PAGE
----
2020 starts with the introduction of the new IMO regulations on very low sulphur (0.5%) fuel oil.

This could be very disruptive to distillate, VGO and fuel oil markets, particularly early in the year, according to ICIS Senior Consultant Michael Connolly, who added this will have the flow-on effect into base oil refineries in multiple ways.

Key effects may be variability in the value of feedstock for other uses, the price of co-products from base oil plants (distillates and extracts) and the overall effect on the refinery as a whole that could ultimately have a major effect on the base oil plant.

Generally, expectations are for Group I plants to experience more challenges from the change than Group II and III.

"As with most refining changes, the more complex refineries will tend to benefit and the least complex suffer, but with IMO, the local site and market specifics will result in a highly variable effect from plant to plant," said Connolly.

"As the year progresses, the markets should stabilise, resulting in a clearer picture of who has fared best through this highly uncertain period. Continued drive towards higher specs in automotive lubricant grades and the ongoing rise of electric vehicles, will continue to underpin long term change in the base oil market, albeit at a slower pace than IMO effects in 2020."

The European Group II market will be impacted in the main by recently proposed tariffs on material being imported into the EU.

Under new EU proposals, the current tariff waiver on Group II material would be lifted in favour of a quota on imports, expected to come into force next year.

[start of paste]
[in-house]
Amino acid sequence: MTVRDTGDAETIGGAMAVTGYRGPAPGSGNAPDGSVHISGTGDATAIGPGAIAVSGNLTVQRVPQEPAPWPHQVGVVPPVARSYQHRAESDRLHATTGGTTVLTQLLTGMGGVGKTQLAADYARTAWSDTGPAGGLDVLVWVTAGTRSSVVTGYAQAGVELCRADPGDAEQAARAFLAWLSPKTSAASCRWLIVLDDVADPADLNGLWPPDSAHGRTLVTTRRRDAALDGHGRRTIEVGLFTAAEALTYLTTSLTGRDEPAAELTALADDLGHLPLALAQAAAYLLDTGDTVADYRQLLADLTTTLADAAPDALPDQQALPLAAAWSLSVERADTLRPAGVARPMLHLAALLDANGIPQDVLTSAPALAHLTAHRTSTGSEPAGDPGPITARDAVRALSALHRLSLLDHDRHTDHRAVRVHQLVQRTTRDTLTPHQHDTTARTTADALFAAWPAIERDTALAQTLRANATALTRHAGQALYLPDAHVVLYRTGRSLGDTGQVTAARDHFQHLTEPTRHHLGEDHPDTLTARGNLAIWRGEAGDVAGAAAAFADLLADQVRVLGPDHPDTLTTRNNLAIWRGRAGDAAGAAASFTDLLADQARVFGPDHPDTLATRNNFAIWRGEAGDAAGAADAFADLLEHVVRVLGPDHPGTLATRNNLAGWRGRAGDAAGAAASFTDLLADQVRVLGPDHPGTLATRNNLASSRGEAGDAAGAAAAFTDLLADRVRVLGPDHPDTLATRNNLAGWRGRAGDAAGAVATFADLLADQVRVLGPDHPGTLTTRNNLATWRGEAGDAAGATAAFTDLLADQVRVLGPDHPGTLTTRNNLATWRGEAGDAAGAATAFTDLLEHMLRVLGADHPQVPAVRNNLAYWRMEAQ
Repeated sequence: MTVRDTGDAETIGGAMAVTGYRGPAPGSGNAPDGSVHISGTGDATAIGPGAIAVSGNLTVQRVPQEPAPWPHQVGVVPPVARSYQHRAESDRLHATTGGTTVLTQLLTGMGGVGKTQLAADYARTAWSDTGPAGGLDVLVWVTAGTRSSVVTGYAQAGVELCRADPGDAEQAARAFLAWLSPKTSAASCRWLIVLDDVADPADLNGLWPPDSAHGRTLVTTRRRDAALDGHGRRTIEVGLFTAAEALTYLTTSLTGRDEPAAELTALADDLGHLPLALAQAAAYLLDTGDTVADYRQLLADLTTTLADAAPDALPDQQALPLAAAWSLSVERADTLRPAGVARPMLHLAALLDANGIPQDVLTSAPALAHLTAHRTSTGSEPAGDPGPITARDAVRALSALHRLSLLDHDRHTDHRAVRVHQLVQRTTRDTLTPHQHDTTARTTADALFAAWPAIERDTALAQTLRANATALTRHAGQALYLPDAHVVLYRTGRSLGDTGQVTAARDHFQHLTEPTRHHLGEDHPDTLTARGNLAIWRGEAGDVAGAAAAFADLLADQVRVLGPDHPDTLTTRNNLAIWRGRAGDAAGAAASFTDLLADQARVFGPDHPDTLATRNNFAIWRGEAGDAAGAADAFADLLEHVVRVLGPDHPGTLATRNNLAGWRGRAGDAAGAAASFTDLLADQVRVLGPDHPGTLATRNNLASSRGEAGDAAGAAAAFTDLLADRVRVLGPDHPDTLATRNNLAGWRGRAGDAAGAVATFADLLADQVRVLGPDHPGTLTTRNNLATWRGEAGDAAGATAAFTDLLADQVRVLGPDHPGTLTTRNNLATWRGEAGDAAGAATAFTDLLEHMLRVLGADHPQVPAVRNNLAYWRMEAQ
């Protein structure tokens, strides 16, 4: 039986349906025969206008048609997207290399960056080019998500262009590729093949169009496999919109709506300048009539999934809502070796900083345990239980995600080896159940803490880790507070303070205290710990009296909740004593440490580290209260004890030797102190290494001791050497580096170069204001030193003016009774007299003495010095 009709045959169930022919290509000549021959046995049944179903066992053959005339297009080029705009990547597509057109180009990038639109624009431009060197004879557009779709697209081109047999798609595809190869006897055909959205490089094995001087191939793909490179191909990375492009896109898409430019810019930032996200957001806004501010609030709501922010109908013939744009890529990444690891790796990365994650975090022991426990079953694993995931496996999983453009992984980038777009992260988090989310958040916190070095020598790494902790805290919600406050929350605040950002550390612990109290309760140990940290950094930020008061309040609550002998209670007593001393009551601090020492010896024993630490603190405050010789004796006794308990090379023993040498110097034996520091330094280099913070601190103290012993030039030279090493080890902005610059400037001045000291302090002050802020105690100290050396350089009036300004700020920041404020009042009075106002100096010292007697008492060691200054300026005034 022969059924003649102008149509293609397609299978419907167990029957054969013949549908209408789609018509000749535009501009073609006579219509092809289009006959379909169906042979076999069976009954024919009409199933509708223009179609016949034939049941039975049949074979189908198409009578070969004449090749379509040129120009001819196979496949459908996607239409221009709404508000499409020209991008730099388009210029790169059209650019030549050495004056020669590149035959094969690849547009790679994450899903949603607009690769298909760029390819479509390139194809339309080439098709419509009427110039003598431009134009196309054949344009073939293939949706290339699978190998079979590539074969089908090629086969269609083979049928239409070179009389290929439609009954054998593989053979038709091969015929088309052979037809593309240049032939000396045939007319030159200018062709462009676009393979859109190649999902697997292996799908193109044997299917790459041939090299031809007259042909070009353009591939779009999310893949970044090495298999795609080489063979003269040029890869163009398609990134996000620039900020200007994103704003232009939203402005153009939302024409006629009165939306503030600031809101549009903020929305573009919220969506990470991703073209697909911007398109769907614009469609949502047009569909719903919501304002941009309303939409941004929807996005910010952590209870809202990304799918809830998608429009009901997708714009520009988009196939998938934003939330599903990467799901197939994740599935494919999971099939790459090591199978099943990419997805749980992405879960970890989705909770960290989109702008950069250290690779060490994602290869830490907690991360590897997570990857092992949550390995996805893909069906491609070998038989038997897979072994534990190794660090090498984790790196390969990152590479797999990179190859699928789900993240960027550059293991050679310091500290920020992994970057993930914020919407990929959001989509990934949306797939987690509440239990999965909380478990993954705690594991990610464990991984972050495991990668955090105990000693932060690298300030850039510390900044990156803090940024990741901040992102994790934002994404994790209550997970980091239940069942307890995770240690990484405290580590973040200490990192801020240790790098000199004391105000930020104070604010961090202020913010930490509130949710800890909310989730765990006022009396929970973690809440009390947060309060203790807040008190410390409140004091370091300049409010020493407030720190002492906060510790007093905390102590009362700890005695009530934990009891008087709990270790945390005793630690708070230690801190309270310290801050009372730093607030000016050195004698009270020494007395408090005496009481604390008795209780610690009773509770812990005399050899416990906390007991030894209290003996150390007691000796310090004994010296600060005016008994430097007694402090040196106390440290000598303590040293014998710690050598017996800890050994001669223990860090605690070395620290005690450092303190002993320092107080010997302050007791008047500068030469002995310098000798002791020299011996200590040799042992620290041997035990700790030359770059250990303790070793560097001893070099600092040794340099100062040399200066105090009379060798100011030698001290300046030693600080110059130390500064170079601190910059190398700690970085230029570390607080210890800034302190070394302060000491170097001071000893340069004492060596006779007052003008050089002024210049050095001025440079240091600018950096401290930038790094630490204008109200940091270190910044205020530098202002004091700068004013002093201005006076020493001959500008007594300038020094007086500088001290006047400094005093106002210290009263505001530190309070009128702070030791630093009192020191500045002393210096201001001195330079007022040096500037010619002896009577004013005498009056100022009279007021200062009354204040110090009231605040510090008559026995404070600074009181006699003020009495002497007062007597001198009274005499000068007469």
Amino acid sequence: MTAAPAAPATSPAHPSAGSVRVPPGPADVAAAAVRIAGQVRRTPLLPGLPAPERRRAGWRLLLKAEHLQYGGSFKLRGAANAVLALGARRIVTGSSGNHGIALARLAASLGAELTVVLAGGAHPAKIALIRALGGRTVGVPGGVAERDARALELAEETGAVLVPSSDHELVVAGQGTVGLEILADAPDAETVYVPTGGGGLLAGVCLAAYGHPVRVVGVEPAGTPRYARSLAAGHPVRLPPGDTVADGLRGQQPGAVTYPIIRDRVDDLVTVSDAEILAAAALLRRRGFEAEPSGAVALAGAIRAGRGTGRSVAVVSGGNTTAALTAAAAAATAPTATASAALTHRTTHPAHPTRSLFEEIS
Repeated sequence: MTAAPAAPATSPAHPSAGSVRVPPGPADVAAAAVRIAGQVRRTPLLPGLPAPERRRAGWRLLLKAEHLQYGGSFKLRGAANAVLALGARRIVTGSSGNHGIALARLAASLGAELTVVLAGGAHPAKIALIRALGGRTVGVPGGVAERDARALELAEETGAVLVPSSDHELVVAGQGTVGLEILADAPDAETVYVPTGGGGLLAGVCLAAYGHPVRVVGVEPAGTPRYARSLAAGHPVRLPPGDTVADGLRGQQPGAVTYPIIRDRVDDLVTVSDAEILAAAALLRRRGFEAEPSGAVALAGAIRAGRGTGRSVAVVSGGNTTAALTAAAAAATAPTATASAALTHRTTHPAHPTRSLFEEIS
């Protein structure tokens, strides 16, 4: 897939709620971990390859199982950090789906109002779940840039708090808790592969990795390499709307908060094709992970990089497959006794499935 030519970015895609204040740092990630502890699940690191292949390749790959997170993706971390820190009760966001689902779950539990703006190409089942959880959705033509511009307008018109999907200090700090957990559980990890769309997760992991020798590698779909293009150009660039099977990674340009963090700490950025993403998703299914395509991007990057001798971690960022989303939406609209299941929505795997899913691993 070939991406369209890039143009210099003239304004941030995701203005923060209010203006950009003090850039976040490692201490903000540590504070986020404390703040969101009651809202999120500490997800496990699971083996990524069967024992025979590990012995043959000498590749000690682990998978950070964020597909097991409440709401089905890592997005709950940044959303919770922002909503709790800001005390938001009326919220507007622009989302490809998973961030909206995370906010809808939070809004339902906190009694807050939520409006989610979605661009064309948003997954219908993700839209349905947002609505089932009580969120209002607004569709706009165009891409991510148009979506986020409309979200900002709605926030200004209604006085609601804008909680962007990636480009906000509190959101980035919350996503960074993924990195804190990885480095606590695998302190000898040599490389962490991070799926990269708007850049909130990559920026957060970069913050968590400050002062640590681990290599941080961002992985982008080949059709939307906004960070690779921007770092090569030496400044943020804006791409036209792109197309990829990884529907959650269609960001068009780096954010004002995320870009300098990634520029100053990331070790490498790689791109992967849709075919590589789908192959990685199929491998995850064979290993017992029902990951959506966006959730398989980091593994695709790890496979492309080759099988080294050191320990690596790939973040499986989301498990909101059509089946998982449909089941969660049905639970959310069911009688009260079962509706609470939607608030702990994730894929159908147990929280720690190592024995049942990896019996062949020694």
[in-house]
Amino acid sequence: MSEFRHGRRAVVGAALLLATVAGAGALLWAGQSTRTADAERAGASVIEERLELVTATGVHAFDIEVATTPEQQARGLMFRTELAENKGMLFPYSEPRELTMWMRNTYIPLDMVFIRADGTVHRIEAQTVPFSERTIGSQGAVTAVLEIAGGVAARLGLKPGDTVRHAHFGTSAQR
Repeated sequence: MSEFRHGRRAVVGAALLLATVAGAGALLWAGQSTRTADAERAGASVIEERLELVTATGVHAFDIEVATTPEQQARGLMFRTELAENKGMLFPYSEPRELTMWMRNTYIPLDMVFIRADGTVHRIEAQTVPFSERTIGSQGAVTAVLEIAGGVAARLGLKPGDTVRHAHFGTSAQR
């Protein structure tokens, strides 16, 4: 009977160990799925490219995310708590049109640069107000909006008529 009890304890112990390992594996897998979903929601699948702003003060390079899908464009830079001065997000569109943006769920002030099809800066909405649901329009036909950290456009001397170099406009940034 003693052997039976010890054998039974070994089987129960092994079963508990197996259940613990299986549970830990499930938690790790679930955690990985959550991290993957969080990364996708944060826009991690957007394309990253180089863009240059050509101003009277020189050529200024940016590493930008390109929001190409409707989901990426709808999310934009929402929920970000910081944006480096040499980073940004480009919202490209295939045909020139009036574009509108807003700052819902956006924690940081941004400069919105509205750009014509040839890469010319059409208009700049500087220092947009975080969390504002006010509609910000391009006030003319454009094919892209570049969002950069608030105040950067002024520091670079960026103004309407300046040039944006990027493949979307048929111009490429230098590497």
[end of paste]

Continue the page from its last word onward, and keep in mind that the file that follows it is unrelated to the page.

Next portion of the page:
Up to 200,000 tonnes per every six months would be tariff free, with duties of 3.7% applicable on any material above the quota.

Material of a viscosity between 150N and 600N will be counted in the quota. Market sources believe lighter Group II grades will still be fully exempt from tariffs.

A final decision on the quota is pending.

Players are anticipating some tightness in the market if the quota is enforced.

While a new plant started up in Rotterdam in February 2019, market participants expect that this material will not be able to cover current demand for Group II base oils.

US market players are likely to be heavily impacted by the quota, as most Group II imports into the EU are from the US.

The Lubrizol fire at the end of the third quarter dampened base oils buying interest for use in lubricants production.

Lubrizol produce additives which are used with base oils to manufacture finished lubricants.

While some Group II demand was hit as a result, a few players saw lubricants producers switch from Group I to Group Ii material when they could no longer get the necessary additives for Group I formulations.

There is no clear indication of when the lubricants market will return to normal, with demand for both Group II and Group III expected to be at lower levels for at least January.

In the Group III market, the length that has been seen at the end of the fourth quarter is set to continue into January.

Healthy production coupled with less demand from lubricants producers could see an oversupply in the market for at least the first quarter, particularly on 4cSt material.

There are some expectations of higher demand from the automotive industry in 2020, with players anticipating more switches from Group I material to Group III.

Outlook article by Samantha Wright and Vicky Ellis

Front page picture source: Bienvenido Velasco/EPA-EFE/Shutterstock

Interactive content by Samantha Wright